Gophers, ‘Cats set to struggle

Tim Klobuchar

In a short telephone interview Tuesday afternoon, Northwestern men’s basketball coach Kevin O’Neill had this to say: The Wildcats have very little depth, he wasn’t surprised that they got their “asses royally kicked” 91-57 at Iowa on Saturday and he compared the team’s defense to something that might fall from the rear of a horse.
Why then, did Gophers coach Clem Haskins express as much trepidation, minus the vulgarity, about tonight’s game in Evanston, Ill., as O’Neill?
Besides that it’s a Big Ten road game, the well-known bane of Haskins’ career at Minnesota, the Gophers might also have to play without their leading scorer and another key player.
Haskins said that senior Sam Jacobson’s injured lower back is still sore and that there is about a 50-50 chance that he will play tonight. Jacobson hasn’t practiced all week after he sprained his back getting out of a chair.
“He’s been day-to-day the last three days and it’s not getting any better,” Haskins said.
Trainer Roger Schipper said, however, that while Jacobson still has soreness, he’s regained some range of motion.
“Hopefully we can get the soreness out of there by tomorrow,” he said.
Junior guard Kevin Clark, who would start in Jacobson’s place, had a root canal Monday, but he was expected to practice Tuesday and play Wednesday.
Still, without Jacobson, who has scored more than 20 points in each of his last five games after an early-season slump, including a season-high 28 in Minnesota’s loss to Purdue on Friday, the Gophers could be in trouble.
“We have two road games this week, and they’re two games that if we had all our healthy bodies, we’d have a chance to be very competitive,” said Haskins, whose team travels to Penn State on Saturday. “At the present time we’re working with not as much depth and we’re probably in worse shape than Northwestern.”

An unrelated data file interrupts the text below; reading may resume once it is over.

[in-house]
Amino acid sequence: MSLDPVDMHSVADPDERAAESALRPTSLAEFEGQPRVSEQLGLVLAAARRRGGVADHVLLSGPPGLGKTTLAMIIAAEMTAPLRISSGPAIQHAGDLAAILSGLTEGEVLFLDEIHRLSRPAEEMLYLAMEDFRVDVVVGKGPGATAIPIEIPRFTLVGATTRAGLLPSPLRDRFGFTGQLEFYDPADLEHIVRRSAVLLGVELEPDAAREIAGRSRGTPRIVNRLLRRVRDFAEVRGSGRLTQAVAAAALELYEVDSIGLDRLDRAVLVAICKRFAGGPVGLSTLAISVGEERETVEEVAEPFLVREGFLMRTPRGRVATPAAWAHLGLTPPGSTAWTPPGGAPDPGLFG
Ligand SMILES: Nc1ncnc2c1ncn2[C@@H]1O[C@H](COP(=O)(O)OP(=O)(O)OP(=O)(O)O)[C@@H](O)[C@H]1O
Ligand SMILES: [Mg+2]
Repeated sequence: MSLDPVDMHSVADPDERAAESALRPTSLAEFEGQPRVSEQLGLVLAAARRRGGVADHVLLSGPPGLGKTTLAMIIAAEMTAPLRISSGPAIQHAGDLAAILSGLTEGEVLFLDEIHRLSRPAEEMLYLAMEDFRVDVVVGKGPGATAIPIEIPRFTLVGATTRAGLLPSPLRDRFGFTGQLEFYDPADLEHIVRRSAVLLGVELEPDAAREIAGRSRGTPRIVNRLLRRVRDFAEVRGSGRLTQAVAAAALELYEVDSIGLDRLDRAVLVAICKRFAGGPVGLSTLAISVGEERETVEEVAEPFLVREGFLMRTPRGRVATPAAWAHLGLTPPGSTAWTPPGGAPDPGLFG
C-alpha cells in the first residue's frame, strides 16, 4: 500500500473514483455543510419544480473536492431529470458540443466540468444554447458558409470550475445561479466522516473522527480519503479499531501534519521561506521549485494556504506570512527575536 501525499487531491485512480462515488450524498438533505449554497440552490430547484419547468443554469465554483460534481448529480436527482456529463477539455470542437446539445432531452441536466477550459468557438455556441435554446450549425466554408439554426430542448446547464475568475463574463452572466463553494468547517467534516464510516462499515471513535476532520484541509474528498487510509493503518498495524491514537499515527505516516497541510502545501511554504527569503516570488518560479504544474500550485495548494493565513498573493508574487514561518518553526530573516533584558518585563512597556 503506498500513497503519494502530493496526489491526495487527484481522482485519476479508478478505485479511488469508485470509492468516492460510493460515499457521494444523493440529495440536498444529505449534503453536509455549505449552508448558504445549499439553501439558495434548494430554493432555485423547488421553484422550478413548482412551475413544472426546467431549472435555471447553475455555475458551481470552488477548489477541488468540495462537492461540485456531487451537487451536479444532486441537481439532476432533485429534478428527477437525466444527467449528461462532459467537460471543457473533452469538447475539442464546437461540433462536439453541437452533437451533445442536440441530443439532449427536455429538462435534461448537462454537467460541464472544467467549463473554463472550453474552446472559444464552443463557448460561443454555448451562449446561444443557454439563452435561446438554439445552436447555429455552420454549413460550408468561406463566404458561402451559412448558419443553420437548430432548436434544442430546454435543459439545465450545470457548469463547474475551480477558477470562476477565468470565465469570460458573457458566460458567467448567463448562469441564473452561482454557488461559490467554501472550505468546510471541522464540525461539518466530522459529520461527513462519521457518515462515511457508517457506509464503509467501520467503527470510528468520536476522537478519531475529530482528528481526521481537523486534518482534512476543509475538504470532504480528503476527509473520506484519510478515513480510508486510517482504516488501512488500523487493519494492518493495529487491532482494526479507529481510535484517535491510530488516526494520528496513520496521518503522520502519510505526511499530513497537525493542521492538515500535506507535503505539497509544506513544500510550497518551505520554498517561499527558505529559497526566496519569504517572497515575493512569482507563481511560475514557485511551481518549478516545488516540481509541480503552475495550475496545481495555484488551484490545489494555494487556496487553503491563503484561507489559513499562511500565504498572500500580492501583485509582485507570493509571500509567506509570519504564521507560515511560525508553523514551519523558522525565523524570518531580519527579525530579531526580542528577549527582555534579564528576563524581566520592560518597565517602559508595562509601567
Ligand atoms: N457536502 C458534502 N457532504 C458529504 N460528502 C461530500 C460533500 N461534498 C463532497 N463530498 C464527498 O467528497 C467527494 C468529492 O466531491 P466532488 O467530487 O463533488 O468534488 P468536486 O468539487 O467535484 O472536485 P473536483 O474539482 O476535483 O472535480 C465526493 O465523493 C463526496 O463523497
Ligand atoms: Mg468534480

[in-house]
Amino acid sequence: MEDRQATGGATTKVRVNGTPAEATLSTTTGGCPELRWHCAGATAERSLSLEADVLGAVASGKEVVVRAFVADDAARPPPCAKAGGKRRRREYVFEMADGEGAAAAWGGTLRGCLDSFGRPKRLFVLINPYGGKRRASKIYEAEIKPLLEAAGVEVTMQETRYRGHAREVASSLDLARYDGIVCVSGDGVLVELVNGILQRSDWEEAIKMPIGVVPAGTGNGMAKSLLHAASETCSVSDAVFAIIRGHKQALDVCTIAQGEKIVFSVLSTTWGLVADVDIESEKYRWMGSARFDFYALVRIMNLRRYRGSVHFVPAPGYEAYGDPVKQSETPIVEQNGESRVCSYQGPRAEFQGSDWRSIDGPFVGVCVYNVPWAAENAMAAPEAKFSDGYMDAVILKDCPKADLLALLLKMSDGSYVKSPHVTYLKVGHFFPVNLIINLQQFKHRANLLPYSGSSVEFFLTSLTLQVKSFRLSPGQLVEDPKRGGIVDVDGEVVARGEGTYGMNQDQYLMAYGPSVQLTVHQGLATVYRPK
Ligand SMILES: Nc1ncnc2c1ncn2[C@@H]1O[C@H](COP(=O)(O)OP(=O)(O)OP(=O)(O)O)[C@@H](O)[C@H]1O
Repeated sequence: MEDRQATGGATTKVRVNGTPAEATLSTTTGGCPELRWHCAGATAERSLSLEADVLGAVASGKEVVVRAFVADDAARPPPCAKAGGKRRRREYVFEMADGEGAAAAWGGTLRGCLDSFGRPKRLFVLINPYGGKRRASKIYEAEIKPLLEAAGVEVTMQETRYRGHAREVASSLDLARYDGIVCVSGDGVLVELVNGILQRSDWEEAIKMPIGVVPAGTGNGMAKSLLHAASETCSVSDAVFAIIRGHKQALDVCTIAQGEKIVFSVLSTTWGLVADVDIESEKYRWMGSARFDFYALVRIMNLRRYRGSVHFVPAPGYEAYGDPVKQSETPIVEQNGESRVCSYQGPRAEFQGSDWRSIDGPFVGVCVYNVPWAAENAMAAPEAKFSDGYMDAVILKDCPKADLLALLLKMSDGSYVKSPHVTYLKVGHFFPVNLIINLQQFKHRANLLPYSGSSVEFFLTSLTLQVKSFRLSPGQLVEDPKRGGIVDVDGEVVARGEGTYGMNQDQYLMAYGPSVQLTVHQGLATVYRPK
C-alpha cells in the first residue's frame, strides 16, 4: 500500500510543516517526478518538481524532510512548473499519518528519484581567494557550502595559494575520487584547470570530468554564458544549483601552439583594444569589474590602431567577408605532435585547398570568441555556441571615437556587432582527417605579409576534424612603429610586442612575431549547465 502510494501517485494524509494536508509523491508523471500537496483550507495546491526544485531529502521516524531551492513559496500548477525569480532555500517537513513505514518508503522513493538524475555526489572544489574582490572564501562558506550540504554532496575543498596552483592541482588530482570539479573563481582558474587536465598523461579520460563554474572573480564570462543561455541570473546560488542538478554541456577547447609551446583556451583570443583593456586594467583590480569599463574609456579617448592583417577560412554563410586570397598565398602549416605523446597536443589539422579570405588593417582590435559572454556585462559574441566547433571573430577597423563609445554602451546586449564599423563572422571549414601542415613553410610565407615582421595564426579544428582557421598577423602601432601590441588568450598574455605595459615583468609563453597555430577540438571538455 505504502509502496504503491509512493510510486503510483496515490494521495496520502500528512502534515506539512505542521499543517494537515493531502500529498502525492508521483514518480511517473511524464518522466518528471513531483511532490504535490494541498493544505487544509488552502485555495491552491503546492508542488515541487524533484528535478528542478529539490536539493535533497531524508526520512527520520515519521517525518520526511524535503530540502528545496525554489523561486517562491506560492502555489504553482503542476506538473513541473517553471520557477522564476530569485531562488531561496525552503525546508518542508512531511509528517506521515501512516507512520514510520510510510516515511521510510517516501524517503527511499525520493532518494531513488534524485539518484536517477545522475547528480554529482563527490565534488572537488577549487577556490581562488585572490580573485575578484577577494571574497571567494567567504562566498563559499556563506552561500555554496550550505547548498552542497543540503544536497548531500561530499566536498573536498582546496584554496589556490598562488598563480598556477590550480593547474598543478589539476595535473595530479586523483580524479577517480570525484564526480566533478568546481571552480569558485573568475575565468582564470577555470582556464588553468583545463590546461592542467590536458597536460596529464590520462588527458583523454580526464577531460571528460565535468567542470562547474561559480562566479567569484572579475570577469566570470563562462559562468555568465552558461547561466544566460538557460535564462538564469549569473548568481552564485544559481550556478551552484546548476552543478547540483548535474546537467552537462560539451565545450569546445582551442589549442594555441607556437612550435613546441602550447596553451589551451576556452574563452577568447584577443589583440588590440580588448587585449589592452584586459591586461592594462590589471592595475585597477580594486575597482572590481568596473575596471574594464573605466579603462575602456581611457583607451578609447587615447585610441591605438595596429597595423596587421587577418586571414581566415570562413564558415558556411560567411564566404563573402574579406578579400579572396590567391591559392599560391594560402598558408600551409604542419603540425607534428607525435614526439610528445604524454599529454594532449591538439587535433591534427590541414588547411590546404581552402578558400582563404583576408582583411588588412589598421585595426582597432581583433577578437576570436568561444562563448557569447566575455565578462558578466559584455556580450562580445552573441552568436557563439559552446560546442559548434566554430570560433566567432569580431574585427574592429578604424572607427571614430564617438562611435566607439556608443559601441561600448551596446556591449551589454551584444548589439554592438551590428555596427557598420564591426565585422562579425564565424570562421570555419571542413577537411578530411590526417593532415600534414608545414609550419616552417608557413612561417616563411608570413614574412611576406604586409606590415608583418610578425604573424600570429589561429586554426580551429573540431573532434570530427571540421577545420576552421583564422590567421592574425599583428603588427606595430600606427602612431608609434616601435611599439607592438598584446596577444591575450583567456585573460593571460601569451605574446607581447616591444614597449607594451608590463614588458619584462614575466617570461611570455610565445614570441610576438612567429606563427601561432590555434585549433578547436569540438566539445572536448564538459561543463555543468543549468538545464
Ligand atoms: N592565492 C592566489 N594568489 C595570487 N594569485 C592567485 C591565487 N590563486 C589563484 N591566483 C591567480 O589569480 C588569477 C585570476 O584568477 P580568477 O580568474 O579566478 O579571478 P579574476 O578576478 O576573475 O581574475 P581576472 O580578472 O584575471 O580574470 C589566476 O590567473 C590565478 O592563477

That’s doubtful. O’Neill is down to six scholarship players that he plays regularly. Freshman walk-on Jeff Eschmeyer, who has scored one point this season, will probably start tonight at guard.
“That shows us where we’re at,” O’Neill said. “It’s difficult for us to maintain consistency for 40 minutes. We’ll play well in stretches, but we don’t play well over a long period of time.”
Northwestern has few good players, but they have one of the best in the Big Ten in Eschmeyer’s big brother, Evan. The 6-11 senior center is leading the Big Ten in both scoring (23.6 points per game) and rebounding (12.0).
“They’re a very patient team,” Gophers associate head coach Bobby Jones said. “They like to control the game with their offense. They want to make five to 15 passes and try to get the ball to Eschmeyer.
To keep the Wildcats from playing to their strength, the Gophers will press full-court, but their own lack of depth might prevent them from doing that as much as they want.
“We could offset each other,” Haskins said.
If they do, Northwestern might have a chance to win simply because of the physical Eschmeyer, an all-Big Ten selection last season. That means Haskins will probably play the 6-8, 225-pound senior walk-on Rob Schoenrock more than freshman Antoine Broxsie. Schoenrock played 12 important minutes against Purdue and pulled down four offensive rebounds.
“I don’t know if he’s that good,” Haskins said, “but he’s not that bad, either.”
Haskins and the Gophers will find out tonight if the same is true about Northwestern.